(The fish is a talking character named Humphrey in this version, who’s nice and is visualized to be swallowing Jonah whole to save him from sharks in this version. Humphrey pals around with a smaller fish named Chum — who is about as direct a rip-off of Dory from Finding Nemo as you can get without getting lawyers involved.)
Once Jonah gets to Ninevah, he finds the city has been divided West Side Story-style between two dancing gangs, whose differentiating characteristic is which hand they wear their glove on. (Shades of the Dr. Seuss story of the Sneetches who were divided by stars on their bellies…) Jonah resolves the division in the city (very efficiently…with exactly eight words of dialogue) and everyone lives happily ever after.
The version of Jonah shown at the LDS Film Festival was said to be “unfinished”, however, the current screened copy shares the same major production problem with the finished version of Esther & The King: the orchestral soundtrack is mixed way too high, with the background music frequently drowning out the singing and the dialogue. The filmmakers will still have time to make tweaks before the official release later in the year, however two features in a row with the same problem is troubling. Someone needs to go slap the sound mixers at Lightstone Productions on the side of the head or something, to get them more on the ball…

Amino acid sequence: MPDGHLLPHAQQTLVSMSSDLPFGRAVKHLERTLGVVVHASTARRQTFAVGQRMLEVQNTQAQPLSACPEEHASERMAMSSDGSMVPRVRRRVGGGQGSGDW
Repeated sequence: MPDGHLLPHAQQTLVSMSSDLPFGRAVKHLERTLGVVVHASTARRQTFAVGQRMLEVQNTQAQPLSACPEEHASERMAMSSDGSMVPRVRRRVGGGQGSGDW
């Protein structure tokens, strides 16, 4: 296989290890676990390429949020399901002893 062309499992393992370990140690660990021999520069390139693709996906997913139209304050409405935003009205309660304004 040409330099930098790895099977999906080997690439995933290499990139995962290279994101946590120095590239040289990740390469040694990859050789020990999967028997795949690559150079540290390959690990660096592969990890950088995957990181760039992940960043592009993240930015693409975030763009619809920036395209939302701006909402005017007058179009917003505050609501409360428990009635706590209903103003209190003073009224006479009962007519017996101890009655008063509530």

The singing, acting, and other non-sound-related production qualities in Jonah, however, are the best in the series (the absence of Summer Naomi Smart, notwithstanding). I’m not sure the filmmakers came up with enough material to justify the longer run-time, however — the material in the film already seems stretched in places. Many of the interludes between Jonah’s story featuring Chloe and her father in the “real world” consist of nothing more than time-padding narration. (The father saying, “Now let’s check back in with Jonah as he falls to the bottom of the sea”, for example…as if we really needed a narrator to describe the scene that we were just about to see in the first place.)
Regardless, fans of the Liken series will enjoy Jonah And The Great Fish as much as the other films in the series.
My Grade: B
Joseph Smith and the Golden Plates is a faithful biography of the LDS founder and prophet, focusing narrowly on the years between 1826 and 1830 — the translation of the Book of Mormon and the founding of what would become The Church of Jesus Christ of Latter-Day Saints. Director (and festival founder) Christian Vuissa’s sincerity and commitment to LDS film is unimpeachable, and like his other films (One Good Man, The Errand of Angels), this (in Vuissa’s own words) “human and identifiable” portrait of Joseph Smith as a young man will probably be appreciated by most LDS viewers.
However, I found it dreadfully slow and I can’t give Vuissa a pass on execution here, no matter the good intentions.